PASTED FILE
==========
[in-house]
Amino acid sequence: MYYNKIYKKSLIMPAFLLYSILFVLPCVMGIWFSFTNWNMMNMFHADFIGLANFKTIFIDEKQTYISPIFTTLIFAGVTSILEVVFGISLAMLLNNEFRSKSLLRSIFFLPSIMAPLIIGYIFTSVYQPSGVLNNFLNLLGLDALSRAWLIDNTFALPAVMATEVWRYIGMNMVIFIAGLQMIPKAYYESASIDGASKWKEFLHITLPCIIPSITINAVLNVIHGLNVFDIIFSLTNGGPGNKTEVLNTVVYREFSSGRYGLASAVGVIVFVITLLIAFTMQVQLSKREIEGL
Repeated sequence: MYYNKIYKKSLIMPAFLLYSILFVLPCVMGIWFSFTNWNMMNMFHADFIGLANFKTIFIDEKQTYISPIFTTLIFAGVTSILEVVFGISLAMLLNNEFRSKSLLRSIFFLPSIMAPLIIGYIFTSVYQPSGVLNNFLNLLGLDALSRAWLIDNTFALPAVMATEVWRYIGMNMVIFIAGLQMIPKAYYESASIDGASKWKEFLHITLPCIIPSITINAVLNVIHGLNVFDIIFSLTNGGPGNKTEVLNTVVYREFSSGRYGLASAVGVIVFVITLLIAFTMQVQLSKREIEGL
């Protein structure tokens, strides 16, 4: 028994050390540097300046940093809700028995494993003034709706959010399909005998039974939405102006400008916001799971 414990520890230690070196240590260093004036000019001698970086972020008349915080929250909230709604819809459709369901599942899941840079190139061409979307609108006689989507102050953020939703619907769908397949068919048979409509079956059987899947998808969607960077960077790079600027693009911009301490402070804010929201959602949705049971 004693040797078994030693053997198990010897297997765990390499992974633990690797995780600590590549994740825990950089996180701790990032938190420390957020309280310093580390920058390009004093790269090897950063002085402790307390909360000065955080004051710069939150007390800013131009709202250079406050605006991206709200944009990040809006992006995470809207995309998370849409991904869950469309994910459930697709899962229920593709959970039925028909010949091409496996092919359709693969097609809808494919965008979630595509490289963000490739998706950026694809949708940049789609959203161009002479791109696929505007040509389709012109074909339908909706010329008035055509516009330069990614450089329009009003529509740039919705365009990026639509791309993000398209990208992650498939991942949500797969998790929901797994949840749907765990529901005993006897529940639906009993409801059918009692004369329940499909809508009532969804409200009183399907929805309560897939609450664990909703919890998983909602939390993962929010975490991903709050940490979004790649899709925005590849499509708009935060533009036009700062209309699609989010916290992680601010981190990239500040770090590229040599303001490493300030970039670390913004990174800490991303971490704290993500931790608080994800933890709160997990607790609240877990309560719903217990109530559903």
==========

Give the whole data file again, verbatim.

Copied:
[in-house]
Amino acid sequence: MYYNKIYKKSLIMPAFLLYSILFVLPCVMGIWFSFTNWNMMNMFHADFIGLANFKTIFIDEKQTYISPIFTTLIFAGVTSILEVVFGISLAMLLNNEFRSKSLLRSIFFLPSIMAPLIIGYIFTSVYQPSGVLNNFLNLLGLDALSRAWLIDNTFALPAVMATEVWRYIGMNMVIFIAGLQMIPKAYYESASIDGASKWKEFLHITLPCIIPSITINAVLNVIHGLNVFDIIFSLTNGGPGNKTEVLNTVVYREFSSGRYGLASAVGVIVFVITLLIAFTMQVQLSKREIEGL
Repeated sequence: MYYNKIYKKSLIMPAFLLYSILFVLPCVMGIWFSFTNWNMMNMFHADFIGLANFKTIFIDEKQTYISPIFTTLIFAGVTSILEVVFGISLAMLLNNEFRSKSLLRSIFFLPSIMAPLIIGYIFTSVYQPSGVLNNFLNLLGLDALSRAWLIDNTFALPAVMATEVWRYIGMNMVIFIAGLQMIPKAYYESASIDGASKWKEFLHITLPCIIPSITINAVLNVIHGLNVFDIIFSLTNGGPGNKTEVLNTVVYREFSSGRYGLASAVGVIVFVITLLIAFTMQVQLSKREIEGL
């Protein structure tokens, strides 16, 4: 028994050390540097300046940093809700028995494993003034709706959010399909005998039974939405102006400008916001799971 414990520890230690070196240590260093004036000019001698970086972020008349915080929250909230709604819809459709369901599942899941840079190139061409979307609108006689989507102050953020939703619907769908397949068919048979409509079956059987899947998808969607960077960077790079600027693009911009301490402070804010929201959602949705049971 004693040797078994030693053997198990010897297997765990390499992974633990690797995780600590590549994740825990950089996180701790990032938190420390957020309280310093580390920058390009004093790269090897950063002085402790307390909360000065955080004051710069939150007390800013131009709202250079406050605006991206709200944009990040809006992006995470809207995309998370849409991904869950469309994910459930697709899962229920593709959970039925028909010949091409496996092919359709693969097609809808494919965008979630595509490289963000490739998706950026694809949708940049789609959203161009002479791109696929505007040509389709012109074909339908909706010329008035055509516009330069990614450089329009009003529509740039919705365009990026639509791309993000398209990208992650498939991942949500797969998790929901797994949840749907765990529901005993006897529940639906009993409801059918009692004369329940499909809508009532969804409200009183399907929805309560897939609450664990909703919890998983909602939390993962929010975490991903709050940490979004790649899709925005590849499509708009935060533009036009700062209309699609989010916290992680601010981190990239500040770090590229040599303001490493300030970039670390913004990174800490991303971490704290993500931790608080994800933890709160997990607790609240877990309560719903217990109530559903």